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I came across this nice little quote recently:*

Philosophy of science without history of science is empty;
history of science without philosophy of science is blind.

It’s attributed to  Imre Lakatos, the Hungarian philosopher of mathematics and science.

This really appealed to me as I have been somewhat surprised lately how some historians of science approach their subject mechanically. They look on the history of science as a sequence of events, discoveries, etc., without ever seeming to recognise the significance of what is going on. I can’t help thinking about woods and trees.

One example is the intensive debate about the Galileo affair which questions why Galileo should have argued for heliocentricism when no parallax evidence could be found. Or that his explanation for tides was wrong. Or that he was rather abrasive with a tendency to polemics. Or that he was ambitious. Etc., Etc.

These historians seem to impose too much of their own understandings, values and ideology onto the historical events.  They are also treating history as a dead collection of unconnected events while ignoring the underlying evolution of methods and approaches. The changes in the philosophy and epistemology of science.

Galileo’s real contribution

To me the real importance of studying such history is to see the changes in approach lying behind the great discoveries. Galileo is often called the father of modern science, not because he was the first astronomer to use a telescope, or because of the discoveries that ensued. But because he challenged the old approach, the old way of thinking influenced by theology and religious philosophy, and not objective reality. His contribution was basically epistemological. And it was a necessary part of the modern scientific revolution.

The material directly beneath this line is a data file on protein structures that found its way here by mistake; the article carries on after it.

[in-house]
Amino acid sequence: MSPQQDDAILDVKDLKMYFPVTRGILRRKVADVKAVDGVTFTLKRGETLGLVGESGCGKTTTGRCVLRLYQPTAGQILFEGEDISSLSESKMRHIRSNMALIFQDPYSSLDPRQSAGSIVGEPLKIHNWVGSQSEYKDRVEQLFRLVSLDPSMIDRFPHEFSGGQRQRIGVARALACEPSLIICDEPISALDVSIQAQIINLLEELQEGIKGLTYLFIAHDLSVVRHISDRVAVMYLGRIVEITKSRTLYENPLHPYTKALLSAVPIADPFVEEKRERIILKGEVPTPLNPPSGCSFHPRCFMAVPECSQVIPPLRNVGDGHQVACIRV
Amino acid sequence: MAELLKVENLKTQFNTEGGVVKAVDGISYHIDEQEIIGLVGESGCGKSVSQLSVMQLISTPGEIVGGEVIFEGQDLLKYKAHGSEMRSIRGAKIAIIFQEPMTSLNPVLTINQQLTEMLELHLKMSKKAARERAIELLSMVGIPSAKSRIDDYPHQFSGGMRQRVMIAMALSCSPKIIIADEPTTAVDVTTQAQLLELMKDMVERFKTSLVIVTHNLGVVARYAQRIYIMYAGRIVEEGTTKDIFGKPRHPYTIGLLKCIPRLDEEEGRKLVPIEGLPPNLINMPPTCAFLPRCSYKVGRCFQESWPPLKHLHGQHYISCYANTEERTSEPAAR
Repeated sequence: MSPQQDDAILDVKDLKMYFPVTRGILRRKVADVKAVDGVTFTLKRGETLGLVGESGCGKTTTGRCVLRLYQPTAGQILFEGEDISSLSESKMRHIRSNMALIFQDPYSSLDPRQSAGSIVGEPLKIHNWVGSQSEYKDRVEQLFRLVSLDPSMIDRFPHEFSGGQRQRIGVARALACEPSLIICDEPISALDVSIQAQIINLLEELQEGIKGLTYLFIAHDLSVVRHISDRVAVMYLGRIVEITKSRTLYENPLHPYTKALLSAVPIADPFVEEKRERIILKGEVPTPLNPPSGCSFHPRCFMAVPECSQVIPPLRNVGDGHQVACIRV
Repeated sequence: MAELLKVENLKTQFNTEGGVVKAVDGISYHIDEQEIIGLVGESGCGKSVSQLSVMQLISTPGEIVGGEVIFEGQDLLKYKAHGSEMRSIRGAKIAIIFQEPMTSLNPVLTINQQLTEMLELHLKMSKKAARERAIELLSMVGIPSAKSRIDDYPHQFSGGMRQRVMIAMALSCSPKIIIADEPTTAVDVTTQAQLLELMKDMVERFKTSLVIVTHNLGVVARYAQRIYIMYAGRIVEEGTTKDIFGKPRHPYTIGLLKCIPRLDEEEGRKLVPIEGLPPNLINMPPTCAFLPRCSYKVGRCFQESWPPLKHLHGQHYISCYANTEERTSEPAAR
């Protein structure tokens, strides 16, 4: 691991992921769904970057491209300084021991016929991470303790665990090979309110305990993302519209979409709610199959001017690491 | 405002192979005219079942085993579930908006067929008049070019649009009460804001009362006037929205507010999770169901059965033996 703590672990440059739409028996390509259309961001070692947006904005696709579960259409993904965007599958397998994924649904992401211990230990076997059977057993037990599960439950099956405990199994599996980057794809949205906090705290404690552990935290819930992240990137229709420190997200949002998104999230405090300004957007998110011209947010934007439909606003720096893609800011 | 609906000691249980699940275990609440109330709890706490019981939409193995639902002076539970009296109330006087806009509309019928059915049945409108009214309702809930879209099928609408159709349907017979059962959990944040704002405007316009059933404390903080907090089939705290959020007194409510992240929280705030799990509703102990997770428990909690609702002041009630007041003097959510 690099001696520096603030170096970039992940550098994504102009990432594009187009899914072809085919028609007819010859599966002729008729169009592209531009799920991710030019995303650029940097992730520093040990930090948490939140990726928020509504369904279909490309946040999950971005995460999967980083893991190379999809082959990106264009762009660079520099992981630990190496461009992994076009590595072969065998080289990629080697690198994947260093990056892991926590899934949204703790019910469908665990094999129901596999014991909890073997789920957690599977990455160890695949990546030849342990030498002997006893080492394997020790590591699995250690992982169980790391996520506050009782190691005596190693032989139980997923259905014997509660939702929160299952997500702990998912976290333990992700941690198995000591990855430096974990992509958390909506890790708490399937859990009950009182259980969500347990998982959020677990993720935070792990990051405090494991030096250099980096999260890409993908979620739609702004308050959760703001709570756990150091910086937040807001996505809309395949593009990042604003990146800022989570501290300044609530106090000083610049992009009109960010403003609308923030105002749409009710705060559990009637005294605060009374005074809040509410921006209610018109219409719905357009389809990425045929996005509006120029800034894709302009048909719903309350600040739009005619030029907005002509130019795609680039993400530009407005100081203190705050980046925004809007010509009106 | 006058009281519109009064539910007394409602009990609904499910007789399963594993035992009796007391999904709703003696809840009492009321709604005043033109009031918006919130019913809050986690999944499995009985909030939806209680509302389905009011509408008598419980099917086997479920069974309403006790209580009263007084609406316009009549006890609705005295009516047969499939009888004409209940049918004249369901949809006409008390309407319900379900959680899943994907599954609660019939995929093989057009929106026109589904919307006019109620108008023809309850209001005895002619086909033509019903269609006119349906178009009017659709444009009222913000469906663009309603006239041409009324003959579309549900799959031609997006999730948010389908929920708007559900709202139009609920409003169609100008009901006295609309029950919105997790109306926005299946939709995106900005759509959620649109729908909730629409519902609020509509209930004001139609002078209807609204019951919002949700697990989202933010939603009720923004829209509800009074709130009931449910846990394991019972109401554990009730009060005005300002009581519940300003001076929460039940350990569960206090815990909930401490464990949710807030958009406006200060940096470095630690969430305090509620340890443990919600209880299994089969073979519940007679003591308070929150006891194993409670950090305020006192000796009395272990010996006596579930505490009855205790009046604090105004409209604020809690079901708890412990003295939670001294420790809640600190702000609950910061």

I commented on this before in Galileo’s revolutionary contribution. To me Galileo’s real significance and contribution is summarised in his comments of theology. In part:

’therefore, whatever sensory experience places before our eyes or necessary demonstrations prove to us concerning natural effects should not in any way be called into question on account of scriptural passages whose words appear to have a different meaning, since not every statement of Scripture is bound to obligations as severely as each effect of nature.’

Elsewhere he expressed this in terms of discovering the truth about nature in the “book of nature”, rather than the scriptures.

I just wish more historians of science appreciated the history of the philosophy or epistemology of science.


*This quote was used as an introductory message by Peter Dear in his chapter “Philosophy of Science and Its Historical Reconstructions” in the collection Integrating History and Philosophy of Science: Problems and Prospects.

Some of the other chapters also have interesting quotes. For example, this one in Jan Golinski’s chapter “Thomas Kuhn and Interdisciplinary Conversation: Why Historians and Philosophers of Science Stopped Talking to One Another.”:

“Paradigm was a perfectly good word until I messed it up.”

Thomas S. Kuhn

So true!

Then what about this one in Dean Rickles’ chapter “Quantum Gravity Meets &HPS”:

Science is what scientists have done, not what a philosopher tells us the scientist meant to do, were really doing, or should have done.

James Cushing

Yeah – doesn’t that attitude of some of the philosophically minded annoy you?

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